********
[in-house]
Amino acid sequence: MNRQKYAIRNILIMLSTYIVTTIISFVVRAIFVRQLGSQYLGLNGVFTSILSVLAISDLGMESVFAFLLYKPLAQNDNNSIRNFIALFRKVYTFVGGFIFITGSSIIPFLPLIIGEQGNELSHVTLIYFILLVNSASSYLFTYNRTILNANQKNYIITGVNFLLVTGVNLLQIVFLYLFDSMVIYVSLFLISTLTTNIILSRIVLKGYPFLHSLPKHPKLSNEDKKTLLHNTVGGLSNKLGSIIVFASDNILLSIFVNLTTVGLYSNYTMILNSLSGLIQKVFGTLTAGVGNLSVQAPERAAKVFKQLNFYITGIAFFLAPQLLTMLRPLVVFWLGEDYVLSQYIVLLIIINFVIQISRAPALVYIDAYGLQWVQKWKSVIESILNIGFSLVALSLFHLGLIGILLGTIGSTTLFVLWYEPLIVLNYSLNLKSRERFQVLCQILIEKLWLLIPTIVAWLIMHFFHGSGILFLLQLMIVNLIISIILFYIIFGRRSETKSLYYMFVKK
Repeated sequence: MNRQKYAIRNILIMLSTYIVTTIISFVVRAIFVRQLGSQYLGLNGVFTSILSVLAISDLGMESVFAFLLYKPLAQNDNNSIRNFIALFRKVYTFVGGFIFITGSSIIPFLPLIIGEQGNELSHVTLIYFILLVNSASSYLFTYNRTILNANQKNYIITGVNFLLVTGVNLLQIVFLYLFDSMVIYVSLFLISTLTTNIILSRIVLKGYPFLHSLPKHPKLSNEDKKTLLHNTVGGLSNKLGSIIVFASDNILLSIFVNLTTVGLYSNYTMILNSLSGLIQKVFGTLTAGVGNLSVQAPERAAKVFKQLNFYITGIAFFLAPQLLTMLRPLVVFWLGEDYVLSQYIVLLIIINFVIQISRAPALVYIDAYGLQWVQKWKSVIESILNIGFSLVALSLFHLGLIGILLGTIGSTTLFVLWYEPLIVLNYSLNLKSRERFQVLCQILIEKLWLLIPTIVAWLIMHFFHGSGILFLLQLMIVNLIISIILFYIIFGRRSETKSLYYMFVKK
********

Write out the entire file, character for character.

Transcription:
[in-house]
Amino acid sequence: MNRQKYAIRNILIMLSTYIVTTIISFVVRAIFVRQLGSQYLGLNGVFTSILSVLAISDLGMESVFAFLLYKPLAQNDNNSIRNFIALFRKVYTFVGGFIFITGSSIIPFLPLIIGEQGNELSHVTLIYFILLVNSASSYLFTYNRTILNANQKNYIITGVNFLLVTGVNLLQIVFLYLFDSMVIYVSLFLISTLTTNIILSRIVLKGYPFLHSLPKHPKLSNEDKKTLLHNTVGGLSNKLGSIIVFASDNILLSIFVNLTTVGLYSNYTMILNSLSGLIQKVFGTLTAGVGNLSVQAPERAAKVFKQLNFYITGIAFFLAPQLLTMLRPLVVFWLGEDYVLSQYIVLLIIINFVIQISRAPALVYIDAYGLQWVQKWKSVIESILNIGFSLVALSLFHLGLIGILLGTIGSTTLFVLWYEPLIVLNYSLNLKSRERFQVLCQILIEKLWLLIPTIVAWLIMHFFHGSGILFLLQLMIVNLIISIILFYIIFGRRSETKSLYYMFVKK
Repeated sequence: MNRQKYAIRNILIMLSTYIVTTIISFVVRAIFVRQLGSQYLGLNGVFTSILSVLAISDLGMESVFAFLLYKPLAQNDNNSIRNFIALFRKVYTFVGGFIFITGSSIIPFLPLIIGEQGNELSHVTLIYFILLVNSASSYLFTYNRTILNANQKNYIITGVNFLLVTGVNLLQIVFLYLFDSMVIYVSLFLISTLTTNIILSRIVLKGYPFLHSLPKHPKLSNEDKKTLLHNTVGGLSNKLGSIIVFASDNILLSIFVNLTTVGLYSNYTMILNSLSGLIQKVFGTLTAGVGNLSVQAPERAAKVFKQLNFYITGIAFFLAPQLLTMLRPLVVFWLGEDYVLSQYIVLLIIINFVIQISRAPALVYIDAYGLQWVQKWKSVIESILNIGFSLVALSLFHLGLIGILLGTIGSTTLFVLWYEPLIVLNYSLNLKSRERFQVLCQILIEKLWLLIPTIVAWLIMHFFHGSGILFLLQLMIVNLIISIILFYIIFGRRSETKSLYYMFVKK